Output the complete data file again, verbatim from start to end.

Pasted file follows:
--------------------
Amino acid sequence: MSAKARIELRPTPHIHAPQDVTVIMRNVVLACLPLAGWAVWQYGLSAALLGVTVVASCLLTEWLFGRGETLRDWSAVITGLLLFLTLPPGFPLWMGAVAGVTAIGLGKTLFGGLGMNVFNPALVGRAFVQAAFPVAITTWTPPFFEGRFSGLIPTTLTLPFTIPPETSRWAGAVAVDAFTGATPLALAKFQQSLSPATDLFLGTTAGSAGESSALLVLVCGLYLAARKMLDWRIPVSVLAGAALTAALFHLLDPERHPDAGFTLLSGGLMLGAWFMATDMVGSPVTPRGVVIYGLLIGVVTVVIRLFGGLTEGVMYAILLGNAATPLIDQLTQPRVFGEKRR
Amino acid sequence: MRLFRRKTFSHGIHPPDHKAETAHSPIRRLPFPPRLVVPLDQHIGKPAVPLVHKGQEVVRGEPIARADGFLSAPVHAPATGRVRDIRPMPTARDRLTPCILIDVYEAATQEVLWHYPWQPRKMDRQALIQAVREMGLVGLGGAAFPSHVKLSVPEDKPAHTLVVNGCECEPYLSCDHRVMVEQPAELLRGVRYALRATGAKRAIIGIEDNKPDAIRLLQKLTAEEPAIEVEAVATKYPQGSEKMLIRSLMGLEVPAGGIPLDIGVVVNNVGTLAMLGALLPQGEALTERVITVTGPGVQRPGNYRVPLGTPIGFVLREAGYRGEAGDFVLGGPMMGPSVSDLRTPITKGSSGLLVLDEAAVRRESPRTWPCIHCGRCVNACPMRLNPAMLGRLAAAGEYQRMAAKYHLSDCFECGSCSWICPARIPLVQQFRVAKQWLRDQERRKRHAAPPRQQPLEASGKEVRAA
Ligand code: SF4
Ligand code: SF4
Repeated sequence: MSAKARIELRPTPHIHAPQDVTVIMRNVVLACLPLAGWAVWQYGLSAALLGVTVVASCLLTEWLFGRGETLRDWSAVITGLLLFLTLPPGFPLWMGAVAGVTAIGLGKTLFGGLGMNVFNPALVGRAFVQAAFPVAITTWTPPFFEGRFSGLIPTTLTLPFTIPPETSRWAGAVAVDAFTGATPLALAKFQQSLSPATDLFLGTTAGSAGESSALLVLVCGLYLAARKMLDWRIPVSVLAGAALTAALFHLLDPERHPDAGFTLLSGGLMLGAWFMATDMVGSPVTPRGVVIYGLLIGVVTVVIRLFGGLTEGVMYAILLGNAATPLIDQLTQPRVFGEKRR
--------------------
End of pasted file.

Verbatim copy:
Amino acid sequence: MSAKARIELRPTPHIHAPQDVTVIMRNVVLACLPLAGWAVWQYGLSAALLGVTVVASCLLTEWLFGRGETLRDWSAVITGLLLFLTLPPGFPLWMGAVAGVTAIGLGKTLFGGLGMNVFNPALVGRAFVQAAFPVAITTWTPPFFEGRFSGLIPTTLTLPFTIPPETSRWAGAVAVDAFTGATPLALAKFQQSLSPATDLFLGTTAGSAGESSALLVLVCGLYLAARKMLDWRIPVSVLAGAALTAALFHLLDPERHPDAGFTLLSGGLMLGAWFMATDMVGSPVTPRGVVIYGLLIGVVTVVIRLFGGLTEGVMYAILLGNAATPLIDQLTQPRVFGEKRR
Amino acid sequence: MRLFRRKTFSHGIHPPDHKAETAHSPIRRLPFPPRLVVPLDQHIGKPAVPLVHKGQEVVRGEPIARADGFLSAPVHAPATGRVRDIRPMPTARDRLTPCILIDVYEAATQEVLWHYPWQPRKMDRQALIQAVREMGLVGLGGAAFPSHVKLSVPEDKPAHTLVVNGCECEPYLSCDHRVMVEQPAELLRGVRYALRATGAKRAIIGIEDNKPDAIRLLQKLTAEEPAIEVEAVATKYPQGSEKMLIRSLMGLEVPAGGIPLDIGVVVNNVGTLAMLGALLPQGEALTERVITVTGPGVQRPGNYRVPLGTPIGFVLREAGYRGEAGDFVLGGPMMGPSVSDLRTPITKGSSGLLVLDEAAVRRESPRTWPCIHCGRCVNACPMRLNPAMLGRLAAAGEYQRMAAKYHLSDCFECGSCSWICPARIPLVQQFRVAKQWLRDQERRKRHAAPPRQQPLEASGKEVRAA
Ligand code: SF4
Ligand code: SF4
Repeated sequence: MSAKARIELRPTPHIHAPQDVTVIMRNVVLACLPLAGWAVWQYGLSAALLGVTVVASCLLTEWLFGRGETLRDWSAVITGLLLFLTLPPGFPLWMGAVAGVTAIGLGKTLFGGLGMNVFNPALVGRAFVQAAFPVAITTWTPPFFEGRFSGLIPTTLTLPFTIPPETSRWAGAVAVDAFTGATPLALAKFQQSLSPATDLFLGTTAGSAGESSALLVLVCGLYLAARKMLDWRIPVSVLAGAALTAALFHLLDPERHPDAGFTLLSGGLMLGAWFMATDMVGSPVTPRGVVIYGLLIGVVTVVIRLFGGLTEGVMYAILLGNAATPLIDQLTQPRVFGEKRR